The Holy Family

The Holy Family

We are old. We are dedicated and faithful…. We are young and full of hope.

The Holy Family—that’s Jesus, Mary, and Joseph—wasn’t just any family. In both Matthew and Luke we learn that Joseph was a descendant of David and in Luke, that Mary and her cousin Elizabeth were descendants of Aaron. These families were not wealthy, but they would have been well respected—and their backgrounds obviously mattered to the gospel writers.

We also learn that the story of the Holy Family doesn’t begin with the announcement of Jesus’ coming. It begins with the news of another pregnancy. Zechariah and Elizabeth, Mary’s cousin, are expecting a son, to be named John, after years of having no children.

When the angel Gabriel appears to Mary to explain that she, too, will have a child, Mary is afraid, but comes to rejoice in God’s choosing of her. She goes to Elizabeth, perhaps to celebrate both pregnancies, perhaps to get the older woman’s guidance. When they first meet, Elizabeth knows that Mary is carrying the Lord (Luke 1:43), and Elizabeth’s baby, still in the womb, leaps for joy (Luke 1:44). In the Magnificat (Luke 1:46–55), Mary expresses gratitude to God and her amazement at God’s work in her. She stays with Elizabeth for three months.

Luke goes on to describe the scenes when John and Jesus are taken to the temple a week after each is born. On both occasions, those at the temple are marked by the experience. Those who witness John’s circumcision and naming are astounded when Zechariah, who has been unable to speak for several months, expresses a great prophecy for his son (Luke 1:59–79). Jesus is recognized by two elders as the Messiah and is celebrated for all that he will do (Luke 2:25–38).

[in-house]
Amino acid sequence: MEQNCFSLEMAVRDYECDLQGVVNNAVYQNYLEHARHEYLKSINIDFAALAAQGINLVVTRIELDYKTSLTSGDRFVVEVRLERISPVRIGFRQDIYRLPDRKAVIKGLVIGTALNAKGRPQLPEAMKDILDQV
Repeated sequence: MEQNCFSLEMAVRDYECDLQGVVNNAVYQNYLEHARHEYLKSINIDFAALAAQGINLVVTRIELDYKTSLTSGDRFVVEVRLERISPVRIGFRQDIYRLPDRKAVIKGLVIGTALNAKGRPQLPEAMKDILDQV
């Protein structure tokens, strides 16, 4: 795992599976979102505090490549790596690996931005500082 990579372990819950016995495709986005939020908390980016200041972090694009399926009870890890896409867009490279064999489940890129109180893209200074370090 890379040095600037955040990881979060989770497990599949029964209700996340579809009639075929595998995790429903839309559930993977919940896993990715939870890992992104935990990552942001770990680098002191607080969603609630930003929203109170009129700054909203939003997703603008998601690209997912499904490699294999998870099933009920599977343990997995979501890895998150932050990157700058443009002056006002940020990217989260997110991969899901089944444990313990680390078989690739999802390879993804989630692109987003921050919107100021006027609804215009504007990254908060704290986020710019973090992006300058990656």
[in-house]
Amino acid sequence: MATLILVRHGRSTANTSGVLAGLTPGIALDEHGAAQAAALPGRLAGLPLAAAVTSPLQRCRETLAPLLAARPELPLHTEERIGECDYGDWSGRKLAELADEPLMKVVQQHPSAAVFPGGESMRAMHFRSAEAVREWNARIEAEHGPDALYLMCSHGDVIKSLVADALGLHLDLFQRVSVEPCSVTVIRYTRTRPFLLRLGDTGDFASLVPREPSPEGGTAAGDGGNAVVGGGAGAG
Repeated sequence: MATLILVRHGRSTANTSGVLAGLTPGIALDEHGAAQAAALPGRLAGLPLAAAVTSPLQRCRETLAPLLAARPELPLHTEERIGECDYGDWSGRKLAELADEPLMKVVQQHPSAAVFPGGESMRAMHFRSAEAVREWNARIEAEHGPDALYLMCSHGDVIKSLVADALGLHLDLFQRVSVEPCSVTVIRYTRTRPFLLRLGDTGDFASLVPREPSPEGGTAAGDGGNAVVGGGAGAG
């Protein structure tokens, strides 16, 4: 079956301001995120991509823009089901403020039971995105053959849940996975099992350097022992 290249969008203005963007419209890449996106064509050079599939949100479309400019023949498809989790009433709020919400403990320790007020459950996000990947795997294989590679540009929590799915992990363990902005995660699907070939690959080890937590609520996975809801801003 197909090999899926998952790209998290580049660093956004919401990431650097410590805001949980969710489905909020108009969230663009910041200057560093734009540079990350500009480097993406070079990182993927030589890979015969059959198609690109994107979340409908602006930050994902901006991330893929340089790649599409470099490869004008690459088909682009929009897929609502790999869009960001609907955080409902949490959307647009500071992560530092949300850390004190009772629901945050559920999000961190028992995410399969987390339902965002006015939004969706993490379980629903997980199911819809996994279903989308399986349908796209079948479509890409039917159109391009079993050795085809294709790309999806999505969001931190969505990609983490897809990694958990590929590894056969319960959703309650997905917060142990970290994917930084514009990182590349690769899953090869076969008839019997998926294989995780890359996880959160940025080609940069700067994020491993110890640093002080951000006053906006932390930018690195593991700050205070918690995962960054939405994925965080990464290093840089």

We can imagine how Mary and Joseph might have felt—terrified of what might happen to their little child as he comes into the world, fearing threats at every turn. And yet also filled with joy and celebration, open to what God is up to and ready for the challenge of parenthood.

And even though we know that the story ends in sorrow as these two families experience the tragic deaths of their two sons, we are renewed in the promise that new life always brings us—the incredible possibilities that a small child might change the world.

Ask yourself:

  • Why does it matter that Joseph is a descendant of David? Or that Mary and Elizabeth are descendants of Aaron?
  • Why do you think Mary visited Elizabeth?
  • When you consider Mary’s situation, do you think the Magnificat is a reasonable response?
  • What do you think Mary and Elizabeth spoke of during their three-month visit?
  • What would it be like to have your child recognized by others for being great and being embraced within your faith community? How does this relate to how we celebrate infant baptism?

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